5 Jul 2022


Falls in Market Share due to Technology are Inevitable

Format: APA

Academic level: College

Paper type: Essay (Any Type)

Words: 1122

Pages: 4

Downloads: 0

The relationship between market share and return on investment has long been established, leading to recognition of the former as one of the key determinants of profitability. Any factors contributing to profitability from market share including market power, economies of scale, and quality of organizational management, are of critical importance to any CEO or practitioner (Buzzell, Gale, & Sultan, 1975). Technology, which may incorporate all of the above factors, can have a direct or indirect impact on the market share of the firm internally or externally. The importance of technology was noted in Tassey (1997) where it was established that in research and development industries and other parts of the economy, technology accounted for between one-third and over a half of the US GDP growth and over two-thirds of productivity growth. Growth in productivity is directly related to growth in market share, but the realization of the benefits depends on whether the firm in question adopts institute's organizational structure and culture that allow a progressive change in this era of technology. This paper examines the inevitability of falls in market share of even the most risk-averse companies due to technology by linking organizational competitive environment to its culture and technology driven change.

The Role of Competitive Environment, Organizational Culture, and Technology 

The fall in market share can obviously a negative impact of technology, but it is crucial to understand the concepts leading to such developments before drawing conclusions. According to Bloom, Schankerman, and Van Reenen (2013), the last three decades have seen focus centralized on spillovers from R&D aiding growth. However, the dominant area of emphasis relates to the two countervailing spillovers that affect firms’ performance: “a positive effect on technology (knowledge) spillovers and a negative business stealing effects from product market rivals” (Bloom, Schankerman, & Van Reenen, 2013). Understanding the influence of these spillovers requires knowledge of the firm’s position in technology space and product market space respectively. Such positions are determined by the competitive environment and organizational culture, which have an immense influence on the firm’s perception of the role of technology in its performance.

It’s time to jumpstart your paper!

Delegate your assignment to our experts and they will do the rest.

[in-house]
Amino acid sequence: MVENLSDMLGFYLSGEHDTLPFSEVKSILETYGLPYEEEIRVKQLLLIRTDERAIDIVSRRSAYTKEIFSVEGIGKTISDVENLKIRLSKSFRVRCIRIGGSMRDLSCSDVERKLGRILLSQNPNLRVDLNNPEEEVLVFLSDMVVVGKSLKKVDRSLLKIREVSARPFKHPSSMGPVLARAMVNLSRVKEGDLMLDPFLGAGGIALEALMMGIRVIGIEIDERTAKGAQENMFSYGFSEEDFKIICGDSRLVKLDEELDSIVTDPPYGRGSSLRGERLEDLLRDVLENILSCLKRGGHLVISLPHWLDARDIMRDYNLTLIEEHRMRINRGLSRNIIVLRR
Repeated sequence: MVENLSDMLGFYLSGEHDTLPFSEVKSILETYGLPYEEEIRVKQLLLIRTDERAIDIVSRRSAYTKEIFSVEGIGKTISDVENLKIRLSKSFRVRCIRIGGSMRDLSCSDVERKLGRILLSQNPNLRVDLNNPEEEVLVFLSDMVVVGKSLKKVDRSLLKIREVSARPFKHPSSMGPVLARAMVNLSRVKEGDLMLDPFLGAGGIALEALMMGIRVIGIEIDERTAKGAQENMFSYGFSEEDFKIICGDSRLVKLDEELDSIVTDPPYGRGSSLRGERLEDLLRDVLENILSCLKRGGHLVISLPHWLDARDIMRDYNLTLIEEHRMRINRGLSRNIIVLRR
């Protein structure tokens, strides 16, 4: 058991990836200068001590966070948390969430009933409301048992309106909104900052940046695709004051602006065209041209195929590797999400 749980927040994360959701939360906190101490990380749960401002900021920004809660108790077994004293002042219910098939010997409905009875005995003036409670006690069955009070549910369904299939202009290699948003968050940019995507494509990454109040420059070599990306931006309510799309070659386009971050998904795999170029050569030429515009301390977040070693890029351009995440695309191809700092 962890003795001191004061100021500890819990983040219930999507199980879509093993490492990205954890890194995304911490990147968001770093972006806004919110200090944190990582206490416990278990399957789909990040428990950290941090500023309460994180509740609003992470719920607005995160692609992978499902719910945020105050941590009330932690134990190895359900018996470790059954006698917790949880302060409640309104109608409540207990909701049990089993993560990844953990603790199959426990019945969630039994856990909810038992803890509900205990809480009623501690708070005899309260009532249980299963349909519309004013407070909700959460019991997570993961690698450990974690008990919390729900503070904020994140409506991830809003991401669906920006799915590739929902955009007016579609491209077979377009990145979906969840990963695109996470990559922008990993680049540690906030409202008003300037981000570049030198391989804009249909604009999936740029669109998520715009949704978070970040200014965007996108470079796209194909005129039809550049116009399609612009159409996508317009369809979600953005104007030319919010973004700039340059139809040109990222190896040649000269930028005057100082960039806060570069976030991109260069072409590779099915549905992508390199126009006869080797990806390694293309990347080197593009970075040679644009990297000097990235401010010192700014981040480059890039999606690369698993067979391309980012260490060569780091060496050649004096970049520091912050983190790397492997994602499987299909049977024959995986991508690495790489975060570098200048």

Get custom essay

New technologies and innovations are the onus for competitiveness and growth for managers and policy makers, even though it may not directly reflect the success envisioned. In a study by Koellinger (2008) examining the relationship between technology innovation and performance of the firm, it was established that all technologies and innovations, whether internet-based or not, have a positive effect on turnover and growth. However, worth noting are the findings that technology is not necessarily associated with profitability, contradicting an earlier the argument in Tassey (1997) that the two are always positively associated. The contradiction can be explained by revisiting Bloom, Schankerman, and Van Reenen (2013) spillover concept, specifically in reference to the negative effects from rivals stealing from the business.

It is paramount for firms to acknowledge that their competitive environment is highly sophisticated, and technologies central to organizational processes are vulnerable to theft from rivals. For instance, a competitor may decide to adopt and perfect a technology used by the firm in question, such as new software for processing incoming orders that can revolutionize product and service delivery to customers. Under the circumstances, the firm that innovated the technology may lose its advantage to the competitor, and subsequently, its market share as the competitor is able to provide better and efficient product and service delivery. According to Buzzell, Gale, and Sultan (1975), market leaders innovate unique competitive strategies that allow them to be cost leaders as customers are willing to pay extra for their higher-quality products and services, unlike small market share businesses. The observation points to the fact that regardless of whether the firm invests in R&D and innovations, it is of no use if it cannot employ the resultant technologies to achieve a competitive advantage. The conclusion one can draw from such practice is that organizational culture in relation to adoption and implementation of technology plays a crucial role in the growth of market share and subsequent profitability, which can prove elusive even for the most cautious companies.

Organizational culture has been linked to firm’s competitiveness through the study of successful companies in the global market such as Born Global Firms, which has realized success through an organizational culture that capacitates information technology and performance (Zhang, M, & Tansuhaj, 2007). Despite organizational cultures being crucial in supporting organizational innovative orientation, Naranjo-Valencia, Jiménez-Jiménez, and Sanz-Valle (2011) observed that they can foster or inhibit organizational use of technology by limiting innovation and imitation. Therefore, it is important to understand that a firm may be competitively placed in relation to all other factors, but if its organizational culture is not geared towards the same goal, it faces an inevitable fall in market share.

The Need for Technological Change